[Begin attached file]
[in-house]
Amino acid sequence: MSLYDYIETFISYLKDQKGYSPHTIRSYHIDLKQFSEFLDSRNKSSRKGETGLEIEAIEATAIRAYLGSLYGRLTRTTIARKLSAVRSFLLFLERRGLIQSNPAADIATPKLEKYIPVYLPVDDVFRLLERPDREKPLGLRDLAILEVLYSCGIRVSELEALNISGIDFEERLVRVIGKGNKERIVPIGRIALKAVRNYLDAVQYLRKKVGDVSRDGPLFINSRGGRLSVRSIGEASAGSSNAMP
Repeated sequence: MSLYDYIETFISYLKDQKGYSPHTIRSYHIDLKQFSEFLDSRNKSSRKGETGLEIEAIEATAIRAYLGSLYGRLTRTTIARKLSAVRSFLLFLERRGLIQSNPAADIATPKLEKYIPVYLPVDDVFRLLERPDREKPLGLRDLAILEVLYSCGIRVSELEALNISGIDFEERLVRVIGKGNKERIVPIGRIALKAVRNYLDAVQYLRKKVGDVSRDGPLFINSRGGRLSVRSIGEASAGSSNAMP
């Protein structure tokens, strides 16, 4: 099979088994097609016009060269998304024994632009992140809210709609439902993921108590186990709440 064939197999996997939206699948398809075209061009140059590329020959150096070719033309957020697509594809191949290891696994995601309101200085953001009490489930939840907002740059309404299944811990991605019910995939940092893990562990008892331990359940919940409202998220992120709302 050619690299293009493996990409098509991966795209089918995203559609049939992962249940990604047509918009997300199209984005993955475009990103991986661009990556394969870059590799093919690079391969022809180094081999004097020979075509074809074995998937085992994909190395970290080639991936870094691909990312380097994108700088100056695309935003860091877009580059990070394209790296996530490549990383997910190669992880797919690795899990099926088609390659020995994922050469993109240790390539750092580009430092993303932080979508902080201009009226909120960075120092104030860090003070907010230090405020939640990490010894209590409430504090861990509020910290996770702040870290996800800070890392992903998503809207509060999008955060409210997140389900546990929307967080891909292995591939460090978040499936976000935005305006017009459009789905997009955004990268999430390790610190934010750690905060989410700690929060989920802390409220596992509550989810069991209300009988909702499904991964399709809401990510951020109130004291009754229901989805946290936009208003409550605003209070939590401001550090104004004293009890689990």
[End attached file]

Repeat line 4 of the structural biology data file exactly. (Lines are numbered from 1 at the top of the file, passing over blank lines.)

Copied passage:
């Protein structure tokens, strides 16, 4: 099979088994097609016009060269998304024994632009992140809210709609439902993921108590186990709440 064939197999996997939206699948398809075209061009140059590329020959150096070719033309957020697509594809191949290891696994995601309101200085953001009490489930939840907002740059309404299944811990991605019910995939940092893990562990008892331990359940919940409202998220992120709302 050619690299293009493996990409098509991966795209089918995203559609049939992962249940990604047509918009997300199209984005993955475009990103991986661009990556394969870059590799093919690079391969022809180094081999004097020979075509074809074995998937085992994909190395970290080639991936870094691909990312380097994108700088100056695309935003860091877009580059990070394209790296996530490549990383997910190669992880797919690795899990099926088609390659020995994922050469993109240790390539750092580009430092993303932080979508902080201009009226909120960075120092104030860090003070907010230090405020939640990490010894209590409430504090861990509020910290996770702040870290996800800070890392992903998503809207509060999008955060409210997140389900546990929307967080891909292995591939460090978040499936976000935005305006017009459009789905997009955004990268999430390790610190934010750690905060989410700690929060989920802390409220596992509550989810069991209300009988909702499904991964399709809401990510951020109130004291009754229901989805946290936009208003409550605003209070939590401001550090104004004293009890689990």